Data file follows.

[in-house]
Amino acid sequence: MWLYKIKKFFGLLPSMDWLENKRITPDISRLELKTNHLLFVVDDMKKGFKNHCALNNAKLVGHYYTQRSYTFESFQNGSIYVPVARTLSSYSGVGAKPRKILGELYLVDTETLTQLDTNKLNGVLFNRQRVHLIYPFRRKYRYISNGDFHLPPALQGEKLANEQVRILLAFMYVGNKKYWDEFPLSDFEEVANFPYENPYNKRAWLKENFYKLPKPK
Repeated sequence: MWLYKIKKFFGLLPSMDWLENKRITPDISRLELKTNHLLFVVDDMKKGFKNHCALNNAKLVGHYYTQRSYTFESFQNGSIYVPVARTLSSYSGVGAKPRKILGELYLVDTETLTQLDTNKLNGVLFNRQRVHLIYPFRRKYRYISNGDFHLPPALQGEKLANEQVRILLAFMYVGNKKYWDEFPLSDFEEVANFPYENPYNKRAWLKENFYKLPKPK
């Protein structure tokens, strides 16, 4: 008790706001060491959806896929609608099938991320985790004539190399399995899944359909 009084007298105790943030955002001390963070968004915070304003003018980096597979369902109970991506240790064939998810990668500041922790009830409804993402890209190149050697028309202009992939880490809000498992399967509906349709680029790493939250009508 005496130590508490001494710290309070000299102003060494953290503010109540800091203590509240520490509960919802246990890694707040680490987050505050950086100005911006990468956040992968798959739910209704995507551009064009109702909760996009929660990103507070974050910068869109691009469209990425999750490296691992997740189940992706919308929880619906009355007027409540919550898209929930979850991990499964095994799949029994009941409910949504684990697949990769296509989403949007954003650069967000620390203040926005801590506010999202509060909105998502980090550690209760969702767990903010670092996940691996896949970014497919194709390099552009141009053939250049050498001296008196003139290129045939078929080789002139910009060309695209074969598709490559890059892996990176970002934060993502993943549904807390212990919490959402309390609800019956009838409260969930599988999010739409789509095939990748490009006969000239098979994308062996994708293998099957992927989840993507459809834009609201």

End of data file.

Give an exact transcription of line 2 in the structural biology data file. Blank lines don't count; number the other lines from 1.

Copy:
Amino acid sequence: MWLYKIKKFFGLLPSMDWLENKRITPDISRLELKTNHLLFVVDDMKKGFKNHCALNNAKLVGHYYTQRSYTFESFQNGSIYVPVARTLSSYSGVGAKPRKILGELYLVDTETLTQLDTNKLNGVLFNRQRVHLIYPFRRKYRYISNGDFHLPPALQGEKLANEQVRILLAFMYVGNKKYWDEFPLSDFEEVANFPYENPYNKRAWLKENFYKLPKPK